FIG. 4 illustrates an embodiment of a system 400 for performing a fused multiply-add instruction. System 400 includes processor 410 and memory 420. Processor 410 may be any of a variety of different types of processors that perform arithmetic operations on data. For example, the processor may be a general purpose processor such as a processor in the PentiumŪ Processor Family, the ItaniumŪ Processor Family, or other processor family from Intel Corporation, or another processor from another company. Processor 410 includes functional unit 100, as described above, for performing an enhanced fused multiply-add operation.

Processor 410 also includes instruction unit 411 to issue the EMAD instruction. The EMAD instruction provides values for k, A, B, C, and Op. Instruction unit 411 generates control signals to control functional unit 100, such that functional unit generates the result of the EMAD operation responsive to a single instruction.

Processor 410 is coupled to memory 420. Memory 420 may be any type of memory capable of storing data to be operated on by processor 410, such as static or dynamic random access memory, semiconductor-based read only memory, or a magnetic or optical disk memory. Values for k, A, B, and C may be stored in memory 420 for access by processor 410 to perform an enhanced fused multiply-add operation.

Processor 410, or any other processor designed according to an embodiment of the present invention, may be designed in various stages, from creation to simulation to fabrication. Data representing a design may represent the design in a number of manners. First, as is useful in simulations, the hardware may be represented using a hardware description language or another functional description language. Additionally or alternatively, a circuit level model with logic and/or transistor gates may be produced at some stages of the design process. Furthermore, most designs, at some stage, reach a level where they may be modeled with data representing the physical placement of various devices. In the case where conventional semiconductor fabrication techniques are used, the data representing the device placement model may be the data specifying the presence or absence of various features on different mask layers for masks used to produce an integrated circuit.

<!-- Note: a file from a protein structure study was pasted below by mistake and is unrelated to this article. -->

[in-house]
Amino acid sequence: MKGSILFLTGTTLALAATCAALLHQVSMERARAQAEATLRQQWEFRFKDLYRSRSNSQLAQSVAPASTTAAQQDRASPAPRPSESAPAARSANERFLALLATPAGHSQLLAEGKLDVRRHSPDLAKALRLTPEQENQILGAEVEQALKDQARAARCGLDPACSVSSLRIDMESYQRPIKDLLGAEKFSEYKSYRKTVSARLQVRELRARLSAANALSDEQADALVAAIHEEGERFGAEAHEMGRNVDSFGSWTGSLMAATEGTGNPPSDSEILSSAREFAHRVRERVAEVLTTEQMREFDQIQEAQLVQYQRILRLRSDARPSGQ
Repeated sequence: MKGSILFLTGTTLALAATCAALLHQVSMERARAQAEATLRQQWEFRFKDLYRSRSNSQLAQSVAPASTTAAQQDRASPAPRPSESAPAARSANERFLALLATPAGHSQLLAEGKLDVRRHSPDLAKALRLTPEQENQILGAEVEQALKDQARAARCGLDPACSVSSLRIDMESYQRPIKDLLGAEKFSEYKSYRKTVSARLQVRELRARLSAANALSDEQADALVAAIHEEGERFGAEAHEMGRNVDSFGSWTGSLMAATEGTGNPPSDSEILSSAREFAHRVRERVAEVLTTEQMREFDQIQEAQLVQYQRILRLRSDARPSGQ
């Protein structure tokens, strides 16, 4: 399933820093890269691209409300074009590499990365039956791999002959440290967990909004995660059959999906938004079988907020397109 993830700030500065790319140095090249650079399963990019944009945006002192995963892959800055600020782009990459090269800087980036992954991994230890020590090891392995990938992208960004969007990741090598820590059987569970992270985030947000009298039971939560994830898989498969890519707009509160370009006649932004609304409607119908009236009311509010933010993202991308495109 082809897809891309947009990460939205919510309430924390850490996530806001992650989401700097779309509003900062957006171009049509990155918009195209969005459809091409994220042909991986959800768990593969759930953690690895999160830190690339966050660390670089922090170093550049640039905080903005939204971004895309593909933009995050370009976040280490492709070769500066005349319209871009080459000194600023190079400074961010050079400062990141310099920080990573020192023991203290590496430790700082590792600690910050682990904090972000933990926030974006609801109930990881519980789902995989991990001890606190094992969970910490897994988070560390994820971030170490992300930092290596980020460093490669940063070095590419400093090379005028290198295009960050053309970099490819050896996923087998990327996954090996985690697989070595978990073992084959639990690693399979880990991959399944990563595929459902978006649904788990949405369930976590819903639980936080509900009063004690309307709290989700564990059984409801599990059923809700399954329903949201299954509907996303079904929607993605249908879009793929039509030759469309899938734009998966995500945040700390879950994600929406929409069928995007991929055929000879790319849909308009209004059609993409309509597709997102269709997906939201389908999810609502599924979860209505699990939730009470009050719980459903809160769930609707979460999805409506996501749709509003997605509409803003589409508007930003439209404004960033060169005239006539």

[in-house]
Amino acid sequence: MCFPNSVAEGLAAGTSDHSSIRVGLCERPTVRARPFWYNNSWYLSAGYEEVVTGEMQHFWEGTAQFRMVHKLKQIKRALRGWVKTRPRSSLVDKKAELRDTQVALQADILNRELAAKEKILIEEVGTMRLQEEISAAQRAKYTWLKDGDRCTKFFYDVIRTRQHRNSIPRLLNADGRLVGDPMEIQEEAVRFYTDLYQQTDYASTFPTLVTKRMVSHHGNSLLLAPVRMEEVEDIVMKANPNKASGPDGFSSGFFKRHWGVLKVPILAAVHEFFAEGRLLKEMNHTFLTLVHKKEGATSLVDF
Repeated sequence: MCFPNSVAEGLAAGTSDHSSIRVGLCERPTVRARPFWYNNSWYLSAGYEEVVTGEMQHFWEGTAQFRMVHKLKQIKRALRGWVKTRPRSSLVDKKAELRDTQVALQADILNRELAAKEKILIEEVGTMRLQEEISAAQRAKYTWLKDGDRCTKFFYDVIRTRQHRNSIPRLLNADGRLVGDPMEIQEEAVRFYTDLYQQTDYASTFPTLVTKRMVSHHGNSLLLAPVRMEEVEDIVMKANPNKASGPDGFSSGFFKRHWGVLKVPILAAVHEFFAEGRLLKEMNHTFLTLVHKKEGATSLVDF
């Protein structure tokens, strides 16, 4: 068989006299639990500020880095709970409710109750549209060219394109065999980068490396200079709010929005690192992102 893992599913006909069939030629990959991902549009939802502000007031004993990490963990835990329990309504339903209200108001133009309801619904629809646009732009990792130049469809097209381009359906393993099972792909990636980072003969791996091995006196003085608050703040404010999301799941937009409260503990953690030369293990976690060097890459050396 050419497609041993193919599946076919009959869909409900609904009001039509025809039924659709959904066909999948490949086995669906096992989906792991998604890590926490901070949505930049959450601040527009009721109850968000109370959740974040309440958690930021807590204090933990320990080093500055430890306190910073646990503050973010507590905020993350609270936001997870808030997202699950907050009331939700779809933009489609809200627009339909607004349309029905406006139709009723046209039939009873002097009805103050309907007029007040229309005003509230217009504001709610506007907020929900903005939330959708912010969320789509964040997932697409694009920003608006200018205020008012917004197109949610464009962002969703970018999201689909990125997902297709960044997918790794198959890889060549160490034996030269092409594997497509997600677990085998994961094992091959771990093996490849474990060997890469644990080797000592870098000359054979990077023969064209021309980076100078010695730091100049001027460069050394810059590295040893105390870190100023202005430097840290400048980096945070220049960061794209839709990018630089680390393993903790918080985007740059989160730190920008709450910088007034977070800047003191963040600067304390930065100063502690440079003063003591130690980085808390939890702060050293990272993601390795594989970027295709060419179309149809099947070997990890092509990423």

In any representation of the design, the data may be stored in any form of a machine-readable medium. An optical or electrical wave modulated or otherwise generated to transmit such information, a memory, or a magnetic or optical storage medium, such as a disc, may be the machine-readable medium. Any of these mediums may “carry” or “indicate” the design, or other information used in an embodiment of the present invention, such as the instructions in an error recovery routine. When an electrical carrier wave indicating or carrying the information is transmitted, to the extent that copying, buffering, or re-transmission of the electrical signal is performed, a new copy is made. Thus, the actions of a communication provider or a network provider may be making copies of an article, e.g., a carrier wave, embodying techniques of the present invention.

Thus, techniques for performing an enhanced fused multiply-add instruction are disclosed. While certain embodiments have been described, and shown in the accompanying drawings, it is to be understood that such embodiments are merely illustrative of and not restrictive on the broad invention, and that this invention not be limited to the specific constructions and arrangements shown and described, since various other modifications may occur to those ordinarily skilled in the art upon studying this disclosure. For example, in the embodiment of FIG. 1, the mantissa of C1 may be set to zero to provide a truncate to integer function instead of a closest integer function. In another embodiment, prior to truncation, normalization, and rounding, the bits higher than the implied binary point may be extracted to yield a first integer value, and the bits lower than the implied binary point may be extracted to yield a second integer value. The first and second integer values may then be used as indices in a table lookup function.

In an area of technology such as this, where growth is fast and further advancements are not easily foreseen, the disclosed embodiments may be readily modifiable in arrangement and detail as facilitated by enabling technological advancements without departing from the principles of the present disclosure or the scope of the accompanying claims.

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Referenced by
Citing PatentFiling datePublication dateApplicantTitle
US7917568 *Mar 29, 2011Via Technologies, Inc.X87 fused multiply-add instruction
US8078660 *Dec 13, 2011The Board Of Regents, University Of Texas SystemBridge fused multiply-adder circuit
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Classifications
U.S. Classification708/501
International ClassificationG06F7/483
Cooperative ClassificationG06F7/483, G06F7/5443
European ClassificationG06F7/544A
Legal Events
DateCodeEventDescription
Dec 21, 2004ASAssignment
Owner name: INTEL CORPORATION, CALIFORNIA
Free format text: ASSIGNMENT OF ASSIGNORS INTEREST;ASSIGNORS:TANG, PING T.;DONOFRIO, DAVID D.;REEL/FRAME:016124/0192;SIGNING DATES FROM 20041216 TO 20041217
Sep 3, 2012FPAYFee payment
Year of fee payment: 4